As we talk to candidates about new roles or approach candidates we believe are suitable for opportunities one of the most common themes we come across is that the candidate doesn’t have an up to date CV or in some cases no CV at all. In addition you mustn’t think about your CV in isolation, your LinkedIn profile and the story it tells goes hand in hand. For many individuals the thought of having to write a CV or doing a major update brings a sense of dread. Some candidates we have approached may even dismiss a role because it involves this exercise. This could result in you missing out on your next big opportunity and career progression.
Once you have the core structure in place (please see previous blog) keeping your CV up to date and relevant shouldn’t be that arduous a task and if an opportunity suddenly arises you can address quickly without the need to go back to the drawing board.
Appraisal Preparation = CV Refresh
One recommendation is to take a look at your CV every six months and coincide when you have your annual and mid-year reviews. As part of the preparation for this you will be making a note of all your key achievements whether that be projects delivered, cost savings, team development etc as well as new skills harnessed. Simply fold these key achievements and skills into your CV as a series of bullets. This is the first and most relevant thing a recruiter and interviewer will look at – tangible deliverables which have resulted in greater efficiencies for the business or improvements to the bottom line. By folding in your CV review with your appraisals you are achieving two things at once and won’t need to rack your brain again as you are already in the reviewing mindset.
The new additions which go in at the top of your CV then provide you with an opportunity to condense the bottom. The additions will have likely taken the CV over two pages therefore to return it to just being double sided it is important to remove more historical information which may no longer be relevant or simply superseded by recent achievements. As time goes on you can also reduce the size of the educational attainment section almost exclusively focusing on your last qualification.
Review of Personal Profile
Don’t forget to refresh the personal profile at the top. Using the same techniques as your mid/annual reviews which is effectively a sales pitch to your line manager you can achieve the same objective to your potential new employer. This should only be a paragraph, therefore remove or demote less relevant points.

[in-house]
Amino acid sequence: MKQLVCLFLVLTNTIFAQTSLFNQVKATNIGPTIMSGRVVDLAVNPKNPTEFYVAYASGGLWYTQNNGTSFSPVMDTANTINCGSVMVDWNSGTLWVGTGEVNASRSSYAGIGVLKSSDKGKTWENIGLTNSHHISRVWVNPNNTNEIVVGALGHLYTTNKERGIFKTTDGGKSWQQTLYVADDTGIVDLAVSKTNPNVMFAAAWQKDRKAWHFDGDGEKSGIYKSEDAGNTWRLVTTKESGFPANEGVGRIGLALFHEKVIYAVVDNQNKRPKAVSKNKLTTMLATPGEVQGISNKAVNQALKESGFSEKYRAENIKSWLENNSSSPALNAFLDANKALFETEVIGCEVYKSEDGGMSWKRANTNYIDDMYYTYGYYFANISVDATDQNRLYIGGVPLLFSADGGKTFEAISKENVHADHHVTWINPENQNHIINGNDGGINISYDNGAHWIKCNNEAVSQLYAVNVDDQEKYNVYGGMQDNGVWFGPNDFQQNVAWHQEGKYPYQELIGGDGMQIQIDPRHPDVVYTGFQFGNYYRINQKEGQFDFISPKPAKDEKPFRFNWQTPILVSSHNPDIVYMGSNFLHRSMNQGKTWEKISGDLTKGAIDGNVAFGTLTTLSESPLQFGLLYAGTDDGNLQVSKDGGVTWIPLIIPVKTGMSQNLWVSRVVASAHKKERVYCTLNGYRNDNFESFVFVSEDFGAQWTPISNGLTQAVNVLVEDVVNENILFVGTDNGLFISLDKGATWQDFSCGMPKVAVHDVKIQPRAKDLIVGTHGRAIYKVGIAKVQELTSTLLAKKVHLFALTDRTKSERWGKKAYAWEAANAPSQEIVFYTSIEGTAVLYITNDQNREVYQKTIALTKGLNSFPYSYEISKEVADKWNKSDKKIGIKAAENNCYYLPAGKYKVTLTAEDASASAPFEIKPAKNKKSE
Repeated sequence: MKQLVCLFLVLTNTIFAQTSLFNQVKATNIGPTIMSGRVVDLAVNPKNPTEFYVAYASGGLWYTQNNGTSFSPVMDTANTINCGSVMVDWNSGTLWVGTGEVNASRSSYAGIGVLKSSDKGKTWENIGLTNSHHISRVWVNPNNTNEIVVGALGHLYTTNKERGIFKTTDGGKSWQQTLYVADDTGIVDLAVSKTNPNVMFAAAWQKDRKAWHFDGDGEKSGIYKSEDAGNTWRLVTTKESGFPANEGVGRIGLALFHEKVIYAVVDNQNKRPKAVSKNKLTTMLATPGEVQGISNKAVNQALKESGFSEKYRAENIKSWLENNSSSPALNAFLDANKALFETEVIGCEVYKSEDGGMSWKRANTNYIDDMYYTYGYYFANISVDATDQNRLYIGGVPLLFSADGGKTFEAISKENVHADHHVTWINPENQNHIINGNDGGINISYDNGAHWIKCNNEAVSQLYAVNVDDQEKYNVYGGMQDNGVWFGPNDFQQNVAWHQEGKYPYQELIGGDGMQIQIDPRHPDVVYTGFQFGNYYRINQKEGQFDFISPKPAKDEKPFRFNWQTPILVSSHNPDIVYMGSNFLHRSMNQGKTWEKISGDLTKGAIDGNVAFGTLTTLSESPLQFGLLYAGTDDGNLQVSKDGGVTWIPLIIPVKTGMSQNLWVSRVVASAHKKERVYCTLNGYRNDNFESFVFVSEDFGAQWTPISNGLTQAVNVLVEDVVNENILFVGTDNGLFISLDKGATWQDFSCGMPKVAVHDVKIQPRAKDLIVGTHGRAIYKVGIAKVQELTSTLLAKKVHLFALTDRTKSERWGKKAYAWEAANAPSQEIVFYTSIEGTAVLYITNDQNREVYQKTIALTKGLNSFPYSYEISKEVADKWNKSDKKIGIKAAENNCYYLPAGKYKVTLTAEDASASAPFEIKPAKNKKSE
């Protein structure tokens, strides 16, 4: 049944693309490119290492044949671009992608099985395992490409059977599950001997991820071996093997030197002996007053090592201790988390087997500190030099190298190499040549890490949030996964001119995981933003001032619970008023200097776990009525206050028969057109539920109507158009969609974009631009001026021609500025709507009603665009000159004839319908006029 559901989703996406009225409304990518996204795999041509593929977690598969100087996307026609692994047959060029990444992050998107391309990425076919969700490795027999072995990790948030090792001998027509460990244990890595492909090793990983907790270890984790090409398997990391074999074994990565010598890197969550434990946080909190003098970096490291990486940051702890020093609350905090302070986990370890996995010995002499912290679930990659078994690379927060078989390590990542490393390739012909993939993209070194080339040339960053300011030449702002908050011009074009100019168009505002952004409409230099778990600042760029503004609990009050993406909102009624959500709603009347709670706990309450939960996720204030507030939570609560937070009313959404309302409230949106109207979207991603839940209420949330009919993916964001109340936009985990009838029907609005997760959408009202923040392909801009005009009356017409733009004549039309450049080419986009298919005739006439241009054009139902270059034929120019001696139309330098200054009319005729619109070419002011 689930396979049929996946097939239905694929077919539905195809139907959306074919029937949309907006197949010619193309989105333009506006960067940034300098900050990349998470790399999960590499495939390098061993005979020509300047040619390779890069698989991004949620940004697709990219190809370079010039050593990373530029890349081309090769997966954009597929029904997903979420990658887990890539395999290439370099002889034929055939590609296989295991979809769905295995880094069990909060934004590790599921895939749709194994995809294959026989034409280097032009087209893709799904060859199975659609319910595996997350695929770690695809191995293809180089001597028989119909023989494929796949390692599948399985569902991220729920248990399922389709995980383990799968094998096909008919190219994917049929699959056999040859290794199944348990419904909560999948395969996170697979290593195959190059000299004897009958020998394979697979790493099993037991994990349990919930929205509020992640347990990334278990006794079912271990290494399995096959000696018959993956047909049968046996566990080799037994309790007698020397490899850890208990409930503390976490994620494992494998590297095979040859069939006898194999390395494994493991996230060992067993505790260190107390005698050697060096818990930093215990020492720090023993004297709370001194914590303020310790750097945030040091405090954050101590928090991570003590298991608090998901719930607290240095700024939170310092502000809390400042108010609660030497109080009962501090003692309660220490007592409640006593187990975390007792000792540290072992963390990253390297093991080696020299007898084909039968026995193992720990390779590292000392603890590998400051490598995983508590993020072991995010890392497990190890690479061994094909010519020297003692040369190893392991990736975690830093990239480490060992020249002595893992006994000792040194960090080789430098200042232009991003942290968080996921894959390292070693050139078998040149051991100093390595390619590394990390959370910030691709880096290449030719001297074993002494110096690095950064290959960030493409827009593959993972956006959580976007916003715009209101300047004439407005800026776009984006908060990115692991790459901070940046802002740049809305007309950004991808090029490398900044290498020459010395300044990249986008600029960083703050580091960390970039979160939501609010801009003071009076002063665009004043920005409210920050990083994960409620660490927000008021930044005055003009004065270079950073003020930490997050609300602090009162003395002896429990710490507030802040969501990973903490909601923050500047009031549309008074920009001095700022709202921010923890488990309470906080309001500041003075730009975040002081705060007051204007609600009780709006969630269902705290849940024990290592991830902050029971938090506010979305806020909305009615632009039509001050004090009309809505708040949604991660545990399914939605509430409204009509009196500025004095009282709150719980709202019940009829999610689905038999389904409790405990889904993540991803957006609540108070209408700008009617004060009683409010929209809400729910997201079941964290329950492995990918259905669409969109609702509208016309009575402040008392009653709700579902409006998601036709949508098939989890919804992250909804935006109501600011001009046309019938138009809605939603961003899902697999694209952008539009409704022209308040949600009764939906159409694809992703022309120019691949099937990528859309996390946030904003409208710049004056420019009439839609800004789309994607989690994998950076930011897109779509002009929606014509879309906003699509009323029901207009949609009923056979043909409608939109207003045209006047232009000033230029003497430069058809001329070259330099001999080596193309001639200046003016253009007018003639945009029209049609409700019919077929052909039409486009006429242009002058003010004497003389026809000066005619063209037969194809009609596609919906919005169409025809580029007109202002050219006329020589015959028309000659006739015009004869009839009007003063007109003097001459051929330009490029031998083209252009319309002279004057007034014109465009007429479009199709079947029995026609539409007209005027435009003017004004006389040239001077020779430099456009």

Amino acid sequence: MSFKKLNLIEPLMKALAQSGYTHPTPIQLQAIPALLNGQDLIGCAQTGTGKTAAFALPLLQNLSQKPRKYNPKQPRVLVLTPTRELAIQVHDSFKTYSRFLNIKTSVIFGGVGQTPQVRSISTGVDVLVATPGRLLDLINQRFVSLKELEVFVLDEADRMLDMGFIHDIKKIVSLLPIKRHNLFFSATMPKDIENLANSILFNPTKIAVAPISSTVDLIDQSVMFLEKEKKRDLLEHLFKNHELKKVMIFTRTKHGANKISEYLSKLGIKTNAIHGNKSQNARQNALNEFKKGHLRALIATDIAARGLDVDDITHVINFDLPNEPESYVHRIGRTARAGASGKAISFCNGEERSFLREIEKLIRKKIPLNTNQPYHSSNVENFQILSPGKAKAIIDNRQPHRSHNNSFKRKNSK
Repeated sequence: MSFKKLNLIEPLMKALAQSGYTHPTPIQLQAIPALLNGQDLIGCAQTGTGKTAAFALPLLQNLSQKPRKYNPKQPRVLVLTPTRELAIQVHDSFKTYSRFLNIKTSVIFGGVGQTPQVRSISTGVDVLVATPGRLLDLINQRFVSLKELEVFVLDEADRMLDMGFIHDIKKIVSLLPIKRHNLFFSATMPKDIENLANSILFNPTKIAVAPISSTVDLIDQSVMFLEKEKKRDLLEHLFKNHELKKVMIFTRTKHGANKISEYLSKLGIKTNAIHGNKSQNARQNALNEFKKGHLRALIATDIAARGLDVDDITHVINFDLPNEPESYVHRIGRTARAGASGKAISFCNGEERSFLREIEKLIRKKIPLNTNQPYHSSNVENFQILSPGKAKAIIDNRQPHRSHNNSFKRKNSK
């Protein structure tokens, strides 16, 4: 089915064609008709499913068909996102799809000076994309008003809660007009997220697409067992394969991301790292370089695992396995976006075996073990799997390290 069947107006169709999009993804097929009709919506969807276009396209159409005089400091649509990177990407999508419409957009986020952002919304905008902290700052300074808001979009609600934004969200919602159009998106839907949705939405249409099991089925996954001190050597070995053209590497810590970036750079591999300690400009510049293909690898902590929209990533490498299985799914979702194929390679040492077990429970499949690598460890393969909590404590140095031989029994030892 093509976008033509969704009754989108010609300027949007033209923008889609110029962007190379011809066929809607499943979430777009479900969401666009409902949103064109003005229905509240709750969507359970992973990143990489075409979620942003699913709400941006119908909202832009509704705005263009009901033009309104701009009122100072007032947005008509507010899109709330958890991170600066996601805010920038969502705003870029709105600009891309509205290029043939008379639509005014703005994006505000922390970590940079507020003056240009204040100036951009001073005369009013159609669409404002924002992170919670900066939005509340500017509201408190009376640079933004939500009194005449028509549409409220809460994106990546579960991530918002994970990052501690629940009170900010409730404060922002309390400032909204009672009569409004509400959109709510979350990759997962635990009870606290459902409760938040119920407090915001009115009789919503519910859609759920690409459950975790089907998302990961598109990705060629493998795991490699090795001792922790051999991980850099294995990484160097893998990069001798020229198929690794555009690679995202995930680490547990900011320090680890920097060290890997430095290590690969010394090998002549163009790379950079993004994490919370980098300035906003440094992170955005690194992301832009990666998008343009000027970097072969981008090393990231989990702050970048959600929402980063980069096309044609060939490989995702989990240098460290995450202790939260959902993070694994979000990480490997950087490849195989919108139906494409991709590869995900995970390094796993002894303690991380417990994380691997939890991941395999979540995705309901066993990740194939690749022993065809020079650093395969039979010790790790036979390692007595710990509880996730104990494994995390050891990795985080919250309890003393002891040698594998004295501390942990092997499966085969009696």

Give it the once over
The number of times I have looked back at an old document and seen a typo or a misconstructed sentence which could have been worded better (there is probably one in this blog). Even though you are not rewriting the whole document have a quick scan through everything and do a little bit of housekeeping.
I am certainly not suggesting doing this every six months but every now and again it is worth googling or looking at some of the latest templates in MS Word or Google Docs to bring your layout and design to current thinking. Without going crazy some design enhancements with a neater layout can catch the eye making you stand out from the crowd.
Keep it to hand
No one really wants to rebuild a CV from scratch but with laptops being replaced every few years it may well be lost in the relics of an old c drive or memory stick. Save everything to your personal cloud therefore no matter where you are or what device you are using you will always have key documents like your CV to hand.
Don’t forget LinkedIn.
If you are on LinkedIn keeping this profile up to date is just as important as your CV. The first port of call is if you don’t have a photograph, add one. It is said that your profile and network is half as effective if you don’t have a picture. Having a picture creates a greater sense of connection than the default avatar.
A significant proportion of people also do not have any responsibilities or achievements listed under their current employer. If you have been there a significant amount of time this could mean that whoever is viewing your profile may not have visibility of what you have achieved for x amount of years…. therefore you are instantly dismissed from a potential opportunity. The most common reason for this being blank is that no-one wants to state any company secrets, strategy etc and subsequently be in breach of their contract however you can still put a few key bullets without giving away anything commercially sensitive.
Like the CV some people can avoid updating LinkedIn. Taking a step back if you think about the time a week you spend on your smart phone what is 30 minutes giving your LinkedIn profile a quick tidy up? I don’t know a single employer or recruiter who hasn’t used LinkedIn as one of their first port of calls for identifying and reviewing prospective candidates.
Owning your personal profile in the digital age is more important than ever but these few simple techniques means it doesn’t have to be a huge undertaking and can simply become business as usual. As always here at Red Tiger Talent were are here to support you and your careers ambitions. We are more than happy to review your personal profile and provide some guidance whether you are looking for your next role or simply need to get everything up to date.